The Sweep Smell of Victory

April 04, 2011 | Thyrl Nelson

The Orioles did their best to minimize the impact of the first stage of what still looks to be a daunting April schedule by completing a 3-game sweep of the Rays on Sunday, sending the team home, undefeated record intact and alone atop the AL East…for the time being anyway. Bolstered by their pitching despite the untimely loss of Brian Matusz due to injury, the O’s rolled through Tampa, and for 3 games at least, looked more like the team that should be the objects of expectations than their overmatched hosts.

Perspective being called for, pennants can’t be won in April but they can be lost there. Given the difficult appearance of the O’s April schedule, the cache of wins that they picked up over the weekend in Tampa should at least help in their efforts to stay above .500 for the season’s opening month.

 

It occurred to me during the opener that the O’s perspective on the start of the season must have been at least a bit skewed going into the weekend series at the Trop. The early start to the season, along with not leaving the state of Florida must’ve made this feel to some degree like spring training continued. Whether that wound up being a benefit that served the team during their sweep, or just one more obstacle that they had to overcome in getting there is debatable, the end result though is not.

 

I wrote a blog a few months ago with a section titled “Baseball Math” that basically sought to reiterate a couple of proven baseball “formulas”. The first being that a single hit per week amounts to about 40 or 50 points in batting average (Crash Davis logic) was meant to illustrate that for all of the machinations and strategizing inherent to a baseball season, at the end of the day, luck and timing can play a much bigger part in baseball than it does in other sports. The second (taught to me by my father, but time honored too) is that every baseball team no matter how good or bad (with few historical exceptions) can expect to win 50 games and lose 50 games in every baseball season. What teams do in the remaining 62 games determines where they finish their seasons. So for their efforts, the O’s have made 3 games worth of headway into their 50 win destiny and at the same time laid 3 big early losses on one of the division’s favorites.

 

What’s really important in that scenario (if any importance at all can be drawn from an April series) is the divisional aspect. Between the Yankees, Rays and Red Sox (the 3 favorites to fight it out for the division) the Orioles will play 54 games this season. If they hope to stake their own claim to a share of the division, they’ll have to expect to go at least .500 in those 54 games. Picking up 3 of those 27 needed wins early accounts for 11% of that total, and they got them on the road. With 9 more such games in April, if the O’s can win just 4 of them they’ll finish the month with 7 wins against the divisions big 3 and just 5 losses. If they do any better than that in those games, they’ll be well on their way to the 27 wins they’ll need to have a realistic shot at being a divisional factor. And all of that before they’ve even unpacked their suitcases from spring training.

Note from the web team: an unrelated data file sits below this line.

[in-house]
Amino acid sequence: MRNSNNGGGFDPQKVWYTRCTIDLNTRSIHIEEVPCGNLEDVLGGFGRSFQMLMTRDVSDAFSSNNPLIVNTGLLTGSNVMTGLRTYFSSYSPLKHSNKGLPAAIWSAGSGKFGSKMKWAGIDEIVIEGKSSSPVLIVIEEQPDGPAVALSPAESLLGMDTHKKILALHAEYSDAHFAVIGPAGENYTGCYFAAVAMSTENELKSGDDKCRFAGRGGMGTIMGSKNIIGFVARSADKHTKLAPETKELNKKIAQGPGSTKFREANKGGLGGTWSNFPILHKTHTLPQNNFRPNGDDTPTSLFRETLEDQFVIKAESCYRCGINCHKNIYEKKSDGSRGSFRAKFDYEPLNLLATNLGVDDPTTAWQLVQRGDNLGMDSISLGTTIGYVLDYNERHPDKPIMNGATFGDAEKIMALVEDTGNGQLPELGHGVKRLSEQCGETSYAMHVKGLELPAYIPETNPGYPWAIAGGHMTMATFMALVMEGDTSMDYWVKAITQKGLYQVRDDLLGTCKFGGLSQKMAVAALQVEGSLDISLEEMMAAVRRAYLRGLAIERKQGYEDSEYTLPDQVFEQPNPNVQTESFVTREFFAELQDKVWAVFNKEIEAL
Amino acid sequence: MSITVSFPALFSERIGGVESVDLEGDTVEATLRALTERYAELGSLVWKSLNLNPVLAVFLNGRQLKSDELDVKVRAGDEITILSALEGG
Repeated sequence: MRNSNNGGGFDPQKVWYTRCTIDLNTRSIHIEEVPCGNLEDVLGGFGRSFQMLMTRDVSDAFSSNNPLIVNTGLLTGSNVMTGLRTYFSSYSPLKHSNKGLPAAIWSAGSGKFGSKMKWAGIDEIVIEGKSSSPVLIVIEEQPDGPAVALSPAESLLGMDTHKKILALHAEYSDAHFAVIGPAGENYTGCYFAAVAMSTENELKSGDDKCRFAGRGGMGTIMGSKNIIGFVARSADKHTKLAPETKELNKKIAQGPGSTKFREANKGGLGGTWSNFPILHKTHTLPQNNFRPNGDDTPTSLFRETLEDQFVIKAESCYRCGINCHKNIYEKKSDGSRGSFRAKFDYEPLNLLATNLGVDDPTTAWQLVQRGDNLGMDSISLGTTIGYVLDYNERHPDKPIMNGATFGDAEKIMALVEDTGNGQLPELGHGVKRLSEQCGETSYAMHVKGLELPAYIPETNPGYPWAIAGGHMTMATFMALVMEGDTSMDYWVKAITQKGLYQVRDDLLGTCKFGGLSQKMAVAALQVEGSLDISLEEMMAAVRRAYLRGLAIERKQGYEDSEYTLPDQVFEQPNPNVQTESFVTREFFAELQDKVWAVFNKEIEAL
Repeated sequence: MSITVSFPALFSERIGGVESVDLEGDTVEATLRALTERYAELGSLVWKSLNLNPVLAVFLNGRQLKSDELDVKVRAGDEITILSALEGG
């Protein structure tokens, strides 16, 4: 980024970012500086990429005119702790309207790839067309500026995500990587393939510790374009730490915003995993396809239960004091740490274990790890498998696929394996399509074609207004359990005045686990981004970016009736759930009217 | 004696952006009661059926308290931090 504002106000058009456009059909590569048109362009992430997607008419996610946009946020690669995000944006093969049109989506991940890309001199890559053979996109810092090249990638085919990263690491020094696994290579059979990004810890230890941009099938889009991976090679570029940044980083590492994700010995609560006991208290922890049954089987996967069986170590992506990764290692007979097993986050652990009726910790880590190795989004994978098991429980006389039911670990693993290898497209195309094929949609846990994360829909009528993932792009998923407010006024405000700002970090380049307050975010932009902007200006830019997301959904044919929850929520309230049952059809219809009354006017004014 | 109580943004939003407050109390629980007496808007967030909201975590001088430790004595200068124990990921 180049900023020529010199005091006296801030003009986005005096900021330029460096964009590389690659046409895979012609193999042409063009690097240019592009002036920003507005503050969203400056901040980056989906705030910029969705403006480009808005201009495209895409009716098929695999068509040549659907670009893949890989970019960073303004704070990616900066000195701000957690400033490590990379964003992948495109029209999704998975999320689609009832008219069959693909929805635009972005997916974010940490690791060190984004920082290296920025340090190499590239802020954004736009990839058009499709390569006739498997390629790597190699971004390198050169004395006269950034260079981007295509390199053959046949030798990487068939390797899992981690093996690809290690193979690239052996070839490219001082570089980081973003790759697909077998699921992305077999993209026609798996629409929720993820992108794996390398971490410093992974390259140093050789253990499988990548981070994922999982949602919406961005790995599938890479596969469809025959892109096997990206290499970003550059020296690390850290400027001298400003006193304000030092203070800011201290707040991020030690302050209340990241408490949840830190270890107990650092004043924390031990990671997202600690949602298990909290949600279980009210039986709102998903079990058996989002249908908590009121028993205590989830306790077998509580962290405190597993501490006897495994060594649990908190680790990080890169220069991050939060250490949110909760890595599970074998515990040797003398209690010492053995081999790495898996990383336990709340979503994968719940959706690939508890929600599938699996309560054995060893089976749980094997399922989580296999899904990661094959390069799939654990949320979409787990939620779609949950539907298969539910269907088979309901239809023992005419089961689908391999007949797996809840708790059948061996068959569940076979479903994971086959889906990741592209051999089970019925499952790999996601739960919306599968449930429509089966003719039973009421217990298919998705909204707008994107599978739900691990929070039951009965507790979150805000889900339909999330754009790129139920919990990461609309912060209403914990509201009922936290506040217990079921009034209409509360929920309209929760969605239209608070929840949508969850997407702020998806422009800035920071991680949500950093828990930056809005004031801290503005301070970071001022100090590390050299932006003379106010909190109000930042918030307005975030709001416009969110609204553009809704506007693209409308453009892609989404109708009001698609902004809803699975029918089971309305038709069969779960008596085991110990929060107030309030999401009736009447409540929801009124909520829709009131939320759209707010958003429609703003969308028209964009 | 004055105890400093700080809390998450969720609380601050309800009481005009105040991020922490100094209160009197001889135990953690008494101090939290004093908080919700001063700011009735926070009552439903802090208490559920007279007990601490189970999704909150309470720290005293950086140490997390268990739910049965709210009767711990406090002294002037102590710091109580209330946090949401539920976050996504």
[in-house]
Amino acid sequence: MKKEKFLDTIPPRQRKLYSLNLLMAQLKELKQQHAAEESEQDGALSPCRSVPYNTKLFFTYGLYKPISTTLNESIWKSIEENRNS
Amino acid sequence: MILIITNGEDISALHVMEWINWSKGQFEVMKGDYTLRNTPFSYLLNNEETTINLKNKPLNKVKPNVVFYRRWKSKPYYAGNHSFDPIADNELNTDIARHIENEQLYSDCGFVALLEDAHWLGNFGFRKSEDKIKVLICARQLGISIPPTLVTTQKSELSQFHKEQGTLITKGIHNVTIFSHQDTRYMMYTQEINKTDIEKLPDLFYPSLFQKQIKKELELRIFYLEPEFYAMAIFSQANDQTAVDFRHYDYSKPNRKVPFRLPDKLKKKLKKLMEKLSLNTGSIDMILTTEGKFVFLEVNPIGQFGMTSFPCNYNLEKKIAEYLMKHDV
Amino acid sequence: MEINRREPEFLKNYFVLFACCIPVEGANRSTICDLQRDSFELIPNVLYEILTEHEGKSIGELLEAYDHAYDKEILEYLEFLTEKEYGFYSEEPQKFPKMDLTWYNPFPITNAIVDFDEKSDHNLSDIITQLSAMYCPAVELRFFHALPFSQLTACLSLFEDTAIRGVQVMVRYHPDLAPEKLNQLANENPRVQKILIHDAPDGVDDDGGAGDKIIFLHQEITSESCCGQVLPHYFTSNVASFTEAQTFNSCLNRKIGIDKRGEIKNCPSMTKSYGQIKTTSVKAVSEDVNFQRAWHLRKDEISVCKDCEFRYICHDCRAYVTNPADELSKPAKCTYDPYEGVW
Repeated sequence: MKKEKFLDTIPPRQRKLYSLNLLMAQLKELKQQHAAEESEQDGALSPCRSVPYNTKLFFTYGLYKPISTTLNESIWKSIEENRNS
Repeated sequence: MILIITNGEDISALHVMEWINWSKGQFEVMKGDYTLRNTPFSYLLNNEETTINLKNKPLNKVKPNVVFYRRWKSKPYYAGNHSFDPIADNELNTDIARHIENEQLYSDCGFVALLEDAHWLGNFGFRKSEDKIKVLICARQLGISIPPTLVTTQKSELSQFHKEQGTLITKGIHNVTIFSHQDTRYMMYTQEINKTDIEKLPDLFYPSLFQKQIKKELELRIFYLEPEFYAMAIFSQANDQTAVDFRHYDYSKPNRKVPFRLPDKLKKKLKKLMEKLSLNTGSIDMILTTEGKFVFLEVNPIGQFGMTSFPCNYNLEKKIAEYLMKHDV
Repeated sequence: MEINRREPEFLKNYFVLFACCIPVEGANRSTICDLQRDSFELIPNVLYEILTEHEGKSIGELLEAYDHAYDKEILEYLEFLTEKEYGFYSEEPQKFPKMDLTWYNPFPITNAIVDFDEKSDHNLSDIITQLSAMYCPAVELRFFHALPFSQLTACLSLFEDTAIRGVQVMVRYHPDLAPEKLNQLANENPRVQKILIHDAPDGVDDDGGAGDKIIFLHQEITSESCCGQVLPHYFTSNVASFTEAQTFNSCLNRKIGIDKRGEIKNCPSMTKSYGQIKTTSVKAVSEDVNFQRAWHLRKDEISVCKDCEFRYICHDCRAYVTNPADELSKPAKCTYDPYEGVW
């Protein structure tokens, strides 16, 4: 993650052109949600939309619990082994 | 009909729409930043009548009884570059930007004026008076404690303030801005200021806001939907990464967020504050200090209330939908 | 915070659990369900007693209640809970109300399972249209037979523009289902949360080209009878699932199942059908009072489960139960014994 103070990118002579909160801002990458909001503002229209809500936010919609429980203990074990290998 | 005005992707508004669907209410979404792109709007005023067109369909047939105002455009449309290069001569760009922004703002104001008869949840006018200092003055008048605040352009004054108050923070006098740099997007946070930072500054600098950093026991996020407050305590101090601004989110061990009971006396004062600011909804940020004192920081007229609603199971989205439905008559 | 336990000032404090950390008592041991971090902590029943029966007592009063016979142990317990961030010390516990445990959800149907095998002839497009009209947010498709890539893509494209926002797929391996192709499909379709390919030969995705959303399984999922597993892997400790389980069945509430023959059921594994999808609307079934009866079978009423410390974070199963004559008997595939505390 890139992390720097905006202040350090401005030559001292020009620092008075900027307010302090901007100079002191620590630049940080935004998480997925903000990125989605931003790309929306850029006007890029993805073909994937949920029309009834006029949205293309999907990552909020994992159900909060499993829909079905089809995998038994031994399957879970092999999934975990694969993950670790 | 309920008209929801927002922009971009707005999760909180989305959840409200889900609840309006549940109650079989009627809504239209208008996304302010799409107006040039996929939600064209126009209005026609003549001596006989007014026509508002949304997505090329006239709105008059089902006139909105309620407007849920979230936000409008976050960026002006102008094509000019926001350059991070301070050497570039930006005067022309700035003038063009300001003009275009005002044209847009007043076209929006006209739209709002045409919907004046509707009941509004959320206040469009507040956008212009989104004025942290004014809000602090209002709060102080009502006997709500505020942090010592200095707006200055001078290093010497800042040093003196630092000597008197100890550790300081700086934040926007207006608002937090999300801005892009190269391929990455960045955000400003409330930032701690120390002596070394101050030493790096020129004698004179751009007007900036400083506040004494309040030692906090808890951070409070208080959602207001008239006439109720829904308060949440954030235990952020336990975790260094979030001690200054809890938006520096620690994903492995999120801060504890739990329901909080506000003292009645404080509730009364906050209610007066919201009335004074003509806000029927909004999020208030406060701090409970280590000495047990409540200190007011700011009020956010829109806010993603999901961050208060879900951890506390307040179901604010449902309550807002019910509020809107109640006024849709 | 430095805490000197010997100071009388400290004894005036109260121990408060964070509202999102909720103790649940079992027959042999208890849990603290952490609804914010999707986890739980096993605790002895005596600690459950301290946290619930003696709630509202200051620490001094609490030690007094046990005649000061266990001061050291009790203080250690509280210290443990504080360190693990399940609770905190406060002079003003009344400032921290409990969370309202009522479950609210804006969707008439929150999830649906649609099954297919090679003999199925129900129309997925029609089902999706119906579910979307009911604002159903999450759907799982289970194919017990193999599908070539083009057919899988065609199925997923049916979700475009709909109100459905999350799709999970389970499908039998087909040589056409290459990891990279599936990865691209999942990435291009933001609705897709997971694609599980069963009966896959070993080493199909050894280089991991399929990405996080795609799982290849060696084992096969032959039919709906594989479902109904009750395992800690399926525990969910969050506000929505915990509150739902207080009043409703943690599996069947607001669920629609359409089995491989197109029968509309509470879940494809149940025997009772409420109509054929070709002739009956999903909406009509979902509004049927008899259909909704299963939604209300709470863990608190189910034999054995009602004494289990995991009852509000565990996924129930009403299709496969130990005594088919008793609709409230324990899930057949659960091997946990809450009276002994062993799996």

That after all is the most important thing to remember. Perhaps as I was marveling at the O’s ability to stay focused in the face of what must’ve felt like being held after school for spring training, we should wait and see if coming home on Sunday night, presumably for the first time in months and turning around for a Monday home opener proves to be even more of a challenge. Something tells me the impact of their travel will only be felt to the extent that Jake Arrieta is able to keep a tough Tigers lineup in check, and I’m guessing that Arrieta got an early pass home, ahead of his teammates to curb any such effect on his performance at least. The atmosphere at the yards will be electric for sure given the way they played this weekend. I wonder if anyone went out to greet them at the airport.

 

Another interesting (albeit less useful) baseball stat, or factoid, that my Pop laid on me was when the 1984 Tigers were out to their 35-5 start. At that point he surmised that at 30 games above .500 already, simply playing .500 baseball from there out all but assured the Tigers of a trip to the post season; this in the 4-division, no wildcard era. To that end if the O’s could simply play .500 ball from here on out, they’ll be guaranteed a winning season. That’s a start.

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